I'd really rather *not* have to purchase another device to make something work which should function out of the box, from Sonos or anyone else. The idea of the range extender was based on the fact that the issue didn't seem to happen when the speaker was directly connected to the router (which is not really of any value given where the router is located). The wireless signal is plenty strong enough throughout my one-story home, so the speaker *should* just work. If Sonos wants customers to be able to purchase their products and they just work, then they need to engineer them that way.
Regarding the 5GHz issue, there is no problem with having multiple bands on same SSID so changing that is pointless. What may be an issue is having your phone on 5GHz when operating Sonos in fully wireless mode. As @AjTrek1 correctly says, it is fine to have the phone on 5GHz when Sonos has a wired component, because this provides the bridge between the two bands.

Now, to be honest, I would be surprised if a router that allows the two bands to share a SSID did not allow bridging between the two, but it is simple and quick to rule this out or in. As an experiment, have the speaker wireless, then set your phone to allow connection to 2.4 GHz only (or just connect to it if the bands now have different SSIDs). Can you see the speaker. Then connect phone to 5GHz. Again, can you see the speaker?

Actually as I write this, it prompts a question. What do you mean by 'cannot see the speaker' - do you get a message saying 'Sonos system cannot be found', or what?
It's worth pointing out that, in the event that the router is not fully compliant in terms of forwarding the required protocols between bands, using an extender is also likely to be problematic. (Extenders are not officially supported by Sonos either.) Maybe wiring the Sonos player to a 5GHz extender would succeed in maintaining a connection to a phone that's also on 5GHz. But then things could fall apart again if the phone moves to the 2.4GHz band.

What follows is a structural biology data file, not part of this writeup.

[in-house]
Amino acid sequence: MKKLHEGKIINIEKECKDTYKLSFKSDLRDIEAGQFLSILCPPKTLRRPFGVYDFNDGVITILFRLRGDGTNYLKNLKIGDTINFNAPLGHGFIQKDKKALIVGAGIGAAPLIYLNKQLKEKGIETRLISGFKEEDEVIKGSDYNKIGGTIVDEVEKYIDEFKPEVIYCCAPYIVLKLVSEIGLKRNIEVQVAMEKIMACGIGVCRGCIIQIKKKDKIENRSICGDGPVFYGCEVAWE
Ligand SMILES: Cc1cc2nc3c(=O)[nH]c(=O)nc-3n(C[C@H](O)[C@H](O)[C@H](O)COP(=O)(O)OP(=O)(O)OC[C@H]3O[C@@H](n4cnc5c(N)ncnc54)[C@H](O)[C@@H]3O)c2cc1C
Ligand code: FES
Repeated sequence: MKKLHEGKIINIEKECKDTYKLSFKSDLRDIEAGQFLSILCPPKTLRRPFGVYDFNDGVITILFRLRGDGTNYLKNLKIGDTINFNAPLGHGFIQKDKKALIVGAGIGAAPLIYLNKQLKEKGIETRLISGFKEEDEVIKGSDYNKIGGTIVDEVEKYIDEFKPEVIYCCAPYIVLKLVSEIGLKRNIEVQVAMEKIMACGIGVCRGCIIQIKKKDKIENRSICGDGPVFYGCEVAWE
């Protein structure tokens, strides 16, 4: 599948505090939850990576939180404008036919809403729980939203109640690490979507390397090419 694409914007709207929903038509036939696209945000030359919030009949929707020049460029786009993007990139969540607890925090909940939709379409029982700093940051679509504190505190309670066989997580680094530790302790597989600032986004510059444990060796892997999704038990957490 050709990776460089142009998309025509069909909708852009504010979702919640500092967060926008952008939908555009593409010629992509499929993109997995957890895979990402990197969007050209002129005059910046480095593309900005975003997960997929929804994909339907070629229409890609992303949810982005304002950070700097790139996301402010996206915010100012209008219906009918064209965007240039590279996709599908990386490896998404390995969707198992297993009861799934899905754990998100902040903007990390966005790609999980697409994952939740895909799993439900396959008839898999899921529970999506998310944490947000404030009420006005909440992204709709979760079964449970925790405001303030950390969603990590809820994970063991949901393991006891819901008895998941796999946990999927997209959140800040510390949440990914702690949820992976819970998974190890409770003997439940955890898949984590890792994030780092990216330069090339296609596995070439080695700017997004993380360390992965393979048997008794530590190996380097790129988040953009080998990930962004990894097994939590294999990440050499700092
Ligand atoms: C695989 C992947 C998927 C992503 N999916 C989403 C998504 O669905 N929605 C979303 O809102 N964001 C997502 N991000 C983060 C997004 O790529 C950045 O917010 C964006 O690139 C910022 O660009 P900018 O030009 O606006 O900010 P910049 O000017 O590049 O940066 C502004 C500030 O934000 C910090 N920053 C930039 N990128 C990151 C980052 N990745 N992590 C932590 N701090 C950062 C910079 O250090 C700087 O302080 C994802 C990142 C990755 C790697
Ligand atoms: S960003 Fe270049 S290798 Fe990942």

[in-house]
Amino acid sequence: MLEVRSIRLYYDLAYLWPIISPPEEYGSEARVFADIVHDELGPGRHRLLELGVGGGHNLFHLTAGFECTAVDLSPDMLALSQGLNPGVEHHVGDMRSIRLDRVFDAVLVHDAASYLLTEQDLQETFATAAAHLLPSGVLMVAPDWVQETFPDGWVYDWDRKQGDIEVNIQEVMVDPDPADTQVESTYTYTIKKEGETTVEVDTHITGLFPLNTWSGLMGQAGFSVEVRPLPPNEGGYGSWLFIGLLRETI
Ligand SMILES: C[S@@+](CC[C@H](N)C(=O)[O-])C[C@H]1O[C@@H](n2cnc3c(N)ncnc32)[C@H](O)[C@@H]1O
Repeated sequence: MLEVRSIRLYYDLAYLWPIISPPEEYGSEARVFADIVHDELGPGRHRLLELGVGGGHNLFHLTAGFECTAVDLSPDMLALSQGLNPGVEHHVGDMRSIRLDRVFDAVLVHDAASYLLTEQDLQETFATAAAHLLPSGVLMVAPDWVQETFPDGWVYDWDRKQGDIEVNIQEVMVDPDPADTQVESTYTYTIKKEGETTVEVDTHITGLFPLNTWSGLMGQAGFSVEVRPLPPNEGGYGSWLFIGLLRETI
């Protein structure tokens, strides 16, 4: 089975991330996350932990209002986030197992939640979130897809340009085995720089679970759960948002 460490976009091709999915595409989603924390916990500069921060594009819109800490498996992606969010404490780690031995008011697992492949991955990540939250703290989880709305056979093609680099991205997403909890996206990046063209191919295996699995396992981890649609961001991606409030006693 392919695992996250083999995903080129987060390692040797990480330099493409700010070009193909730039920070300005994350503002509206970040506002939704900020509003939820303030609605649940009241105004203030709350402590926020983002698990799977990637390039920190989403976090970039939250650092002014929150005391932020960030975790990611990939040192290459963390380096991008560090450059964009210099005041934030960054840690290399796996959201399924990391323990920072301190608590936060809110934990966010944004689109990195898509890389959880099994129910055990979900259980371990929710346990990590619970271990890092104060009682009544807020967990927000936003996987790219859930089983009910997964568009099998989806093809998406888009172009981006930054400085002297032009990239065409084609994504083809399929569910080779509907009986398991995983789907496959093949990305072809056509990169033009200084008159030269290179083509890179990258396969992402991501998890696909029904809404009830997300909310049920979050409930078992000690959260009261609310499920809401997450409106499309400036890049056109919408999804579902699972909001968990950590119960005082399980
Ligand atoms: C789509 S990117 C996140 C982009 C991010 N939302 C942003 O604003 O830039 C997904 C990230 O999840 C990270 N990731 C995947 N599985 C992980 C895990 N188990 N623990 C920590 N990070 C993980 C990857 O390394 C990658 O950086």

@John B, thanks for your reply. What I mean by "cannot see the speaker" is two-fold: 1) the Sonos app gets the error you indicate, but along with that 2) I cannot ping the speaker, either (when it's working, it responds to pings from devices on the 5 GHz network). If it were a function of the router not bridging the two bands *and* the fact that ping does not work at that time, I would have expected anything on the 2.4 band to be unreachable, which is not the case (other 2.4 devices are ping-able when the speaker is not). And this problem is not persistent ... if I reboot the router, my 5 GHz phone can successfully communicate with the speaker on 2.4, but after a random period of time, the problem comes back.

As far as forcing the phone with the app to use 2.4, I'm trying to see if I can figure out how to make that happen. I'd really rather not create a 2.4-only SSID and switch my 2.4 devices over to it, but that may be the only way to try what you suggest.
To be specific the bridging failure between bands which some routers exhibit typically affects broadcasts. Sonos uses regular SSDP broadcasts to locate the players.